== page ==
“Limp Bizkit’s songs revert to an almost pre-sentient, inchoate rage, the same selfish, knucklehead reaction that fuels gun-toting high-school killers,” wrote The Independent’s review of Chocolate Starfish, contrasting teen-driven metal with the Columbine Massacre just as flippantly as those who blamed the tragedy on Marilyn Manson.

Teenage Limp Bizkit fans attend their concert at Wembley Stadium in 2000

Pre-social media, Woodstock ’99 didn’t have an immediate effect on Limp Bizkit’s popularity outside of critic circles. Chocolate Starfish was their biggest album to date, breaking the record for highest first-week sales for a rock band.

“There was a degree of snobbery and disdain to the criticism aimed at them, which people who liked them just didn’t have,” says Knowles. “If you were going to the Reading Festival in August of 2000, if it was like ‘Limp Bizkit world’. That generation of 16 to 22 year olds, they were 100 per cent sold. They had the T-shirts, everybody was wearing backwards red baseball caps, and there was no sort of irony in it. You then realised that NME keeping that slightly arch tone meant that we were always going to fail to engage with these artists. I think it was about six months later that Kerrang!’s sales overtook NME’s for the first time ever.”

Limp Bizkit, for a few years, dominated the industry, before crashing spectacularly. A year after the release of Chocolate Starfish, a fan was crushed to death in the moshpit during the band’s set at an Australian music festival, and Borland would depart the group soon after. Durst, forever trailed by bad press, seemed to spiral, storming off stage while the band toured with Metallica – “F**k Fred Durst” had been chanted by the crowd. The group’s fourth album, Results May Vary, traded rock-rap for gloomier emoting, draining the band of their exhilarating wrongheadedness. They would disband soon after, reuniting in 2009 for world tours and occasional recording.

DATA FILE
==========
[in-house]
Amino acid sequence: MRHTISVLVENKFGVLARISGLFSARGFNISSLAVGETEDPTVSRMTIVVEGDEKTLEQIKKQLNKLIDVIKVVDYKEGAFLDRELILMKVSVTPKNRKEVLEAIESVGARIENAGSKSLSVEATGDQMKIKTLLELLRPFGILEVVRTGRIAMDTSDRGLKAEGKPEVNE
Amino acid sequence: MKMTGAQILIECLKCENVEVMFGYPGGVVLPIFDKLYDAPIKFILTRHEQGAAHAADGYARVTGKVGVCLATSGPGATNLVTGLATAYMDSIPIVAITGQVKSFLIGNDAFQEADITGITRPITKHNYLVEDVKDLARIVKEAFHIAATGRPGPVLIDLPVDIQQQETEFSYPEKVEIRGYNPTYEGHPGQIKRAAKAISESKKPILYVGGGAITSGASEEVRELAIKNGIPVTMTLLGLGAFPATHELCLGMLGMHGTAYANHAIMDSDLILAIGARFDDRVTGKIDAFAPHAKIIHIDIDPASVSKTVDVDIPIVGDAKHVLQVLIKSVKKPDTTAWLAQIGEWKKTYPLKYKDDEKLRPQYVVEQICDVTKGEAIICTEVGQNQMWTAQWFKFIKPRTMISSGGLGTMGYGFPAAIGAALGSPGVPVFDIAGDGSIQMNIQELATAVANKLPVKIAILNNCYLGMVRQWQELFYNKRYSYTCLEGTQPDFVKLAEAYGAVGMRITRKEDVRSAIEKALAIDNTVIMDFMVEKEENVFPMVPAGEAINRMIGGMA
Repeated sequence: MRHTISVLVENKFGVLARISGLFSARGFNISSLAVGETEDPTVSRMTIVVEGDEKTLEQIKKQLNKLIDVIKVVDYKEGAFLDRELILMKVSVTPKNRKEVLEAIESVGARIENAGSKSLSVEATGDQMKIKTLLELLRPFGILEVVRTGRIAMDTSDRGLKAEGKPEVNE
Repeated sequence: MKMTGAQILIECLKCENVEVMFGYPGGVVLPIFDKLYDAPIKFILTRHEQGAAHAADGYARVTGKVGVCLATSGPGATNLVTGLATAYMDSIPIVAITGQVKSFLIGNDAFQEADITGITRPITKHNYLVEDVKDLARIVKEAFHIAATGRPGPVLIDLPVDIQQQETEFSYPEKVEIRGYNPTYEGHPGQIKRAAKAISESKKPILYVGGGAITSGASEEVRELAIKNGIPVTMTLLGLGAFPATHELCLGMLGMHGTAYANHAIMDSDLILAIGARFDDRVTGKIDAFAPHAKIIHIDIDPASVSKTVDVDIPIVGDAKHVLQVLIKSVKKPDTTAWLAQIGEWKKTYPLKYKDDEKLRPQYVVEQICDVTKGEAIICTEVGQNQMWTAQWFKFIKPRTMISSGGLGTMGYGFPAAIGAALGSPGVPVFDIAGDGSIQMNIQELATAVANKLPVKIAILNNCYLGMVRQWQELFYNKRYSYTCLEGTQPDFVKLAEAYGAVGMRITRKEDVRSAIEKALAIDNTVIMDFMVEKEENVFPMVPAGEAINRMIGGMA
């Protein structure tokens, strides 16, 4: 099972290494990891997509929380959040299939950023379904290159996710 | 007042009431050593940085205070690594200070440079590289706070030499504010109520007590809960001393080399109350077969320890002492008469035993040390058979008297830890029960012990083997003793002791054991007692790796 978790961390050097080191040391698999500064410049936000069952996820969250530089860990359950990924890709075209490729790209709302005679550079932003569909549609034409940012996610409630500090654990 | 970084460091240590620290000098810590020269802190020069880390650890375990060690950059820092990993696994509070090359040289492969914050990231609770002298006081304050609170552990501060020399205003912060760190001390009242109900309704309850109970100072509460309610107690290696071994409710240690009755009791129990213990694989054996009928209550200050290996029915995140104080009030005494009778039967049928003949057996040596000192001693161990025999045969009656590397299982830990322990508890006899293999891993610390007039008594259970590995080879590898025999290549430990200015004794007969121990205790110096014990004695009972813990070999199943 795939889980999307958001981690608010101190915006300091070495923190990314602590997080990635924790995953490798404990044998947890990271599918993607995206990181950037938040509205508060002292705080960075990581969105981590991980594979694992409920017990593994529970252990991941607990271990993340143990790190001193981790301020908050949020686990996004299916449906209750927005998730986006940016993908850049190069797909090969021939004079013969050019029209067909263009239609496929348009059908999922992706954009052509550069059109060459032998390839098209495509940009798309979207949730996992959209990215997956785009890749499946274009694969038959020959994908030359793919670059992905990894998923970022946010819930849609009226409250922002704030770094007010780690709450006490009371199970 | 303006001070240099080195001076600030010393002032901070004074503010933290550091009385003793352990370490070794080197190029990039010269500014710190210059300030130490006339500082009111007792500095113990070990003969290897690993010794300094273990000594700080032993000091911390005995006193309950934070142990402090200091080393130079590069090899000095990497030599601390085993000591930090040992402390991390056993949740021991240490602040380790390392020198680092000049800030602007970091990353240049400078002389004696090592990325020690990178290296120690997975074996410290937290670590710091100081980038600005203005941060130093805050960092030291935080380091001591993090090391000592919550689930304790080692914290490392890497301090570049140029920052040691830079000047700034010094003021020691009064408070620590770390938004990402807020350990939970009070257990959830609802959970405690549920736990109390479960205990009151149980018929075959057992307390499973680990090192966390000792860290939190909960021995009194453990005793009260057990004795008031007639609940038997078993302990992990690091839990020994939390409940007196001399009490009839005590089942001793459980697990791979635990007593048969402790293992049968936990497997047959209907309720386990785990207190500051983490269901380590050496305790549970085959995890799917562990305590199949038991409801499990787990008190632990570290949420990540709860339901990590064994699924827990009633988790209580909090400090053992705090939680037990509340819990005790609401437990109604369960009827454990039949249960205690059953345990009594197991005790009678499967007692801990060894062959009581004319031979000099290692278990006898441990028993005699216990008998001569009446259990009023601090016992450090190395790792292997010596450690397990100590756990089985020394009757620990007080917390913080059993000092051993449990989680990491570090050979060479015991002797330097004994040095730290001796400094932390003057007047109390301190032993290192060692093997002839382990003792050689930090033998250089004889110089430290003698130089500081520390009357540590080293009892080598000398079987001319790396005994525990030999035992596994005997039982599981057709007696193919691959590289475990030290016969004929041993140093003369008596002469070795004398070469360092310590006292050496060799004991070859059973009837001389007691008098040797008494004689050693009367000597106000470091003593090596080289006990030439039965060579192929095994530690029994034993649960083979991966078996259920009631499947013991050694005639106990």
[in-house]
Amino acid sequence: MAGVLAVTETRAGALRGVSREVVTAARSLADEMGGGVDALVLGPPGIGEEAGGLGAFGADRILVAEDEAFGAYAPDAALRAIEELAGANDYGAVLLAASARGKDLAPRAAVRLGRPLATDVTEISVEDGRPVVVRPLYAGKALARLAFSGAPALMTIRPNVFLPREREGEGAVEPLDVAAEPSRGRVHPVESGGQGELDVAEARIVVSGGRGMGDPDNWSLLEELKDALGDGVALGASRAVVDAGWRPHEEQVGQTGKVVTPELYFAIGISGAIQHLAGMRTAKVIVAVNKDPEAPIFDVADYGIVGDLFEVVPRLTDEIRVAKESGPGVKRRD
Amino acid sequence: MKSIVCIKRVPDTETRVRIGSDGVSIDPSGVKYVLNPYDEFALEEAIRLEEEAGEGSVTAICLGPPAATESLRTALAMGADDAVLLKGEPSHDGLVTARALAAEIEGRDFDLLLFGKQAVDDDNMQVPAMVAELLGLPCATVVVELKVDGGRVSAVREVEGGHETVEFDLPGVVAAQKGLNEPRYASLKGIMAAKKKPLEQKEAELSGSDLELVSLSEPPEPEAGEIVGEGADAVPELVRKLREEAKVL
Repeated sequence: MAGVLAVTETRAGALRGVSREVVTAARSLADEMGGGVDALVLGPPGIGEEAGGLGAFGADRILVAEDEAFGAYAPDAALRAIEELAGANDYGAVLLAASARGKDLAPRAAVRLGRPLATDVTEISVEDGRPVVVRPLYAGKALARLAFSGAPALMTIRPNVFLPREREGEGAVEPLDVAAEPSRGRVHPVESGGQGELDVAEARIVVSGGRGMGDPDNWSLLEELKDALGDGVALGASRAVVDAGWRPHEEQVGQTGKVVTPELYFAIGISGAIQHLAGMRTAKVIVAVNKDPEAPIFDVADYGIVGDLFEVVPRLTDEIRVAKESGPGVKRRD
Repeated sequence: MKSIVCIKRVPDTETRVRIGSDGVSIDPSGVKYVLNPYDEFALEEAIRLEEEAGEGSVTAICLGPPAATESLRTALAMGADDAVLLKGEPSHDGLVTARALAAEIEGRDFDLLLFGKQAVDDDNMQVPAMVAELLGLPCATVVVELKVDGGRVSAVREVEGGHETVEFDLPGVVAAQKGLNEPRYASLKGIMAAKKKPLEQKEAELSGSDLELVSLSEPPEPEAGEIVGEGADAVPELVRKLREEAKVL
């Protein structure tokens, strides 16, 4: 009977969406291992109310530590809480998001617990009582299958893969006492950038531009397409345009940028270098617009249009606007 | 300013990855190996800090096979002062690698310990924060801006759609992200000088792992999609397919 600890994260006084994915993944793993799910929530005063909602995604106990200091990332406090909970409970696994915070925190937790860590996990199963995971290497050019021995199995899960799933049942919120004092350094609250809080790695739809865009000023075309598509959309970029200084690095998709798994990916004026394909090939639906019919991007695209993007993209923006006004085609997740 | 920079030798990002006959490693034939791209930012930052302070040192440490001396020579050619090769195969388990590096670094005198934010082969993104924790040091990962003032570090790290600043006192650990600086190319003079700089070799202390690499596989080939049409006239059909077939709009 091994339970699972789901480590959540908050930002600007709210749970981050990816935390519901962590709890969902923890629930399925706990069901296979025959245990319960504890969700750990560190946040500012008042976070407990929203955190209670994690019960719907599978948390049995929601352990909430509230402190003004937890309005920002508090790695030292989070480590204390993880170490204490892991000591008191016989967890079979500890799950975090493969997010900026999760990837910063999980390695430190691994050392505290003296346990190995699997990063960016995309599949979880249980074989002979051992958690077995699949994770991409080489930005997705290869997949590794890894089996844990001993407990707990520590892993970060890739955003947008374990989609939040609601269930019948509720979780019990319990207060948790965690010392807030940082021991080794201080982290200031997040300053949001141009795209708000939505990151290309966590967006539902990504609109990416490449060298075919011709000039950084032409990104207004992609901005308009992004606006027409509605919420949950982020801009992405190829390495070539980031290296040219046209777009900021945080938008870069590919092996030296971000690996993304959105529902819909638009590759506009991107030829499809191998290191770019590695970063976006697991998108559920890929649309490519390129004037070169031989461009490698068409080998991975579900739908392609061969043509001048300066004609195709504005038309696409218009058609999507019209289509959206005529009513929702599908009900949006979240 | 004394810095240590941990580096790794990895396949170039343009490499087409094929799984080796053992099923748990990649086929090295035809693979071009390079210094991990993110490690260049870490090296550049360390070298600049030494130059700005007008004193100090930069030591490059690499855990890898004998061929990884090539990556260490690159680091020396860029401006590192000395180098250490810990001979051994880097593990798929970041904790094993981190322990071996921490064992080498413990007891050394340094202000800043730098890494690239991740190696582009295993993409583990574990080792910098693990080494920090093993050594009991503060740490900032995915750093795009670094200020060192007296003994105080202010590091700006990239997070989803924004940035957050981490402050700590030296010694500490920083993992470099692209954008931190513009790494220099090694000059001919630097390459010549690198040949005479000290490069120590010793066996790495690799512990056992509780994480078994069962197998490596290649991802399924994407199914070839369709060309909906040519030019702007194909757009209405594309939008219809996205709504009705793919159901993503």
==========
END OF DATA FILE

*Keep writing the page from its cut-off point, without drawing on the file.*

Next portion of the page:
Still doing it for the nookie: Durst in concert in 2019

Nu-metal itself would seem to crumble alongside them. It proved a commercial flash in the pan, with history determining Limp Bizkit their most graceless alumni. It is true that they embodied the feather-light pop end of the genre, with none of the surprising depth of Korn, nor the elegant inventiveness of Linkin Park. They were, however, an imperfect vessel for adolescent chaos in all its colours.

“Whether we like to admit it or not, young people sometimes want to break stuff and be dumb and stupid, and Limp Bizkit gave a voice to that,” Kris adds. “I’m older now, I like to think that I’ve matured, but there’s still a part of me that loves that sound, the crashing and the f***ing about. It’s me when I was 16/17, and whether or not it’s considered stupid or embarrassing or people say that they were, you know, a stain on rock or whatever, they meant a lot to me and spoke to me. I’ll always be grateful for that.”

“That angry, rap/rock crossover music spoke in a direct and emotional way to the frustrations of teenagers, and it certainly has echoes through the music you see today,” Knowles says, naming Billie Eilish as one example of a slight, potentially unintentional, scion of Durst. “That sort of music is only going to continue to speak to teenagers, but in a way where they get it and journalists in their twenties will continue to slightly sneer at it.”

Limp Bizkit were obnoxious and destructive because America is obnoxious and destructive; they were a group that embraced ignorance and thoughtlessness because that’s what reckless young men tend to do. In truth, their reputation always felt appropriate. No one likes teenage boys, with their bad facial hair and boorish lens on the world, even less so grown men acting much the same, but it’s also important to acknowledge them, and ensure that they’re seen and heard and don’t fall through the cracks. And through the journey of Durst, now a filmmaker and impressively quiet relic of 2000s pop culture, impart the message that you can be ridiculous, asinine and crude as a young man in the world, but then grow the hell up.